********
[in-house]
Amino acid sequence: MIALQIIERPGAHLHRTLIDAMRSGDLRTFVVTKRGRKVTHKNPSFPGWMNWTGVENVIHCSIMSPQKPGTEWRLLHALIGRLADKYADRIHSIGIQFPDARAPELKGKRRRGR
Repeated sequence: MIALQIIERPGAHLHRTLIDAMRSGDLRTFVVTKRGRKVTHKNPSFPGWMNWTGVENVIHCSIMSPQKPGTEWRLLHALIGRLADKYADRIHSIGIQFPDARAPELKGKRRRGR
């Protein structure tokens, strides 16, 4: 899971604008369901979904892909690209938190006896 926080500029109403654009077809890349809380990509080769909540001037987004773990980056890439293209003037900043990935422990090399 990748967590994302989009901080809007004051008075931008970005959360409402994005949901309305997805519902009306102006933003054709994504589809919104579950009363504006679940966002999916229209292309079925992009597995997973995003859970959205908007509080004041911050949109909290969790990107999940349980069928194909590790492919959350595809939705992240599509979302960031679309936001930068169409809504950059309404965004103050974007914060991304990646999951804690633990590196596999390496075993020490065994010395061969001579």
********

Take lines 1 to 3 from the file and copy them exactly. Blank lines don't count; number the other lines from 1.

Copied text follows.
[in-house]
Amino acid sequence: MIALQIIERPGAHLHRTLIDAMRSGDLRTFVVTKRGRKVTHKNPSFPGWMNWTGVENVIHCSIMSPQKPGTEWRLLHALIGRLADKYADRIHSIGIQFPDARAPELKGKRRRGR
Repeated sequence: MIALQIIERPGAHLHRTLIDAMRSGDLRTFVVTKRGRKVTHKNPSFPGWMNWTGVENVIHCSIMSPQKPGTEWRLLHALIGRLADKYADRIHSIGIQFPDARAPELKGKRRRGR